1. Limited time only! Sign up for a free 30min personal tutor trial with Chegg Tutors
    Dismiss Notice
Dismiss Notice
Join Physics Forums Today!
The friendliest, high quality science and math community on the planet! Everyone who loves science is here!

Environmental Resistivity Study in Landfill Showing Lack of Signal Detection

  1. Aug 10, 2012 #1
    Hello All,

    I am a graduate student conducting a shallow subsurface geophysics study over closed landfill cells and have run into a bit of a problem with my data collection.

    I have ran traverses spaced 10 m apart running E to W across cells with all traverse lines ran twice using two offset lengths of 2.5 m and 10 m. The obtainable depth of investigation is dependent upon the total array length (rope length connecting my transmitter and 4 receivers as well as all cables connecting the equipment). Therefore, the 2.5 m and 10 m offset gives a depth of investigation of approximately 7.5 m and 9 m, respectively.

    I have not had any issues with date collection regarding the E to W traverses, however I have tried to run two tie-in lines running N to S across each cell which crosses over the E - W traverses. The 2.5 m offset tie-ins work just fine throughout all cells but I am unable to get the 10 m offset to collect data. I have also tried shallowing the depth of investigation by using both 7.5 m and 5 m offsets yielding the same results.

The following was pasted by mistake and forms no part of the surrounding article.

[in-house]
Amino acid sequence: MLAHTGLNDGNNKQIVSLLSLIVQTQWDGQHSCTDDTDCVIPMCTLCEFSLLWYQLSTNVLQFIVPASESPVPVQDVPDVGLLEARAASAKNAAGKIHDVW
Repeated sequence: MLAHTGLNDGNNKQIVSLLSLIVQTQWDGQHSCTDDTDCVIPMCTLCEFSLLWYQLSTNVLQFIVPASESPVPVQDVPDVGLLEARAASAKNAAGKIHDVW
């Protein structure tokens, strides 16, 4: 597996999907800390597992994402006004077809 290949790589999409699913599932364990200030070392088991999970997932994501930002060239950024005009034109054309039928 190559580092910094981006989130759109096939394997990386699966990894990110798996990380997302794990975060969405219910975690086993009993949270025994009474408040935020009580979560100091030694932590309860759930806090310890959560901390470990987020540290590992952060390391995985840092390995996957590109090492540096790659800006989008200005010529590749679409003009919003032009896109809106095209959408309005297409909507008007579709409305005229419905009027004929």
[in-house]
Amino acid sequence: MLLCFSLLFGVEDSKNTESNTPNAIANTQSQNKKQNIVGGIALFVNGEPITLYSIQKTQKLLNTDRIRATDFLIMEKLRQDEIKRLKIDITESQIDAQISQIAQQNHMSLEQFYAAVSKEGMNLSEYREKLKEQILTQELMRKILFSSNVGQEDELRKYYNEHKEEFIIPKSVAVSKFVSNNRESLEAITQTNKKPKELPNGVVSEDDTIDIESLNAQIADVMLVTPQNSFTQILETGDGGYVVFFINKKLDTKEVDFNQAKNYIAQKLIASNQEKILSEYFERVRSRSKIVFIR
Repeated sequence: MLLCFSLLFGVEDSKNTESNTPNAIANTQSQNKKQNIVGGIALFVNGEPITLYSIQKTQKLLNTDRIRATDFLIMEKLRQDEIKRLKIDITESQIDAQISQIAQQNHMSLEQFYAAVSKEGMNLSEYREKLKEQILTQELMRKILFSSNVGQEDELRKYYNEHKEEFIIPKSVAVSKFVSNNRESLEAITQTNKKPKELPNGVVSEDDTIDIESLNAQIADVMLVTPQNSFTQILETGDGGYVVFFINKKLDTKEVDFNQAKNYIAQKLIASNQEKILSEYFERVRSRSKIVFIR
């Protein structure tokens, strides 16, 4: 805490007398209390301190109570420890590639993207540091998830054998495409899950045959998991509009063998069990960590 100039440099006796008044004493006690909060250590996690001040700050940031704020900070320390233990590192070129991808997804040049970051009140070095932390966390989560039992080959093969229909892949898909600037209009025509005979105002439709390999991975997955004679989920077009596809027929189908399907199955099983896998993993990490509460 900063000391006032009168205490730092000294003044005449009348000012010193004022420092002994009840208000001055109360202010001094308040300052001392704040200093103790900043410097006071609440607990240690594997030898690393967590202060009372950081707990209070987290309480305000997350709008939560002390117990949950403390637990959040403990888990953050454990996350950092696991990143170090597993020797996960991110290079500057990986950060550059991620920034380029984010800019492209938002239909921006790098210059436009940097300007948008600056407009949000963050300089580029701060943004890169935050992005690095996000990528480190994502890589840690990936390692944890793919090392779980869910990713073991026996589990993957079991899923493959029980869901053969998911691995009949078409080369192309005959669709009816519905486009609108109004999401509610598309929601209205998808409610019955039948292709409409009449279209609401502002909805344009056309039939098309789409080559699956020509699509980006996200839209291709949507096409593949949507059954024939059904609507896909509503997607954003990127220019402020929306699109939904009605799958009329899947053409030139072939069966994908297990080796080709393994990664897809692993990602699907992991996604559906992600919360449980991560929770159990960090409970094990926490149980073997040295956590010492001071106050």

I know that the equipment is working properly while trying to collect this data, however a message comes up on the computer console which means that the first receiver is not able to lock on to the signal from the transmitter. I have read forums about the particular equipment that I am using which said that this problem arises when environmental factors restrict communication between the electrodes (transmitter and receivers). I am working in a landfill so I can only speculate as to what could possible cause a loss of or disturbance of the signal. I am also unable to collect core samples due to environmental regulations.

    I have reason to believe that the liner of the cell may have caused this communication issue. When I run the tie-in lines starting well outside of the cell boundary, the equipment will collect data at all offset lengths until I reach the cell boundary. Unfortunately, there are a shortage of records kept regarding the construction of any of the older cells which I am currently working on.

    Does anyone have any ideas as to what may be causing this issue or any experience in shallow surface resistivity surveying (not borehole such as in petroleum exploration) or landfill construction? Any suggestions would be greatly appreciated!
     
  2. jcsd
  3. Aug 11, 2012 #2
    Hello Janette, I am answering because it is a pity to see no take up of a potentially (pun intended) interesting subject.

    I am sorry I can't really help as the only resistivity work I have done has been in unrestricted open fields and I know little about landfill.

    Where possible it is always good to correlate one remote technique with another, such as ground penetrating radar, which is better suited to finding obstructions.

    I think your comment about the cell liners is the issue to investigate.

    You noted no problems parallel to one axis of a rectangular grid, but issues paralle to the other one.
    How about running a 45° test?

    Finally you might like to consider asking a mentor (by forum private message) to move this to the earth sciences section, where you might find a better expert.

    go well
     
Know someone interested in this topic? Share this thread via Reddit, Google+, Twitter, or Facebook




Similar Discussions: Environmental Resistivity Study in Landfill Showing Lack of Signal Detection
Loading...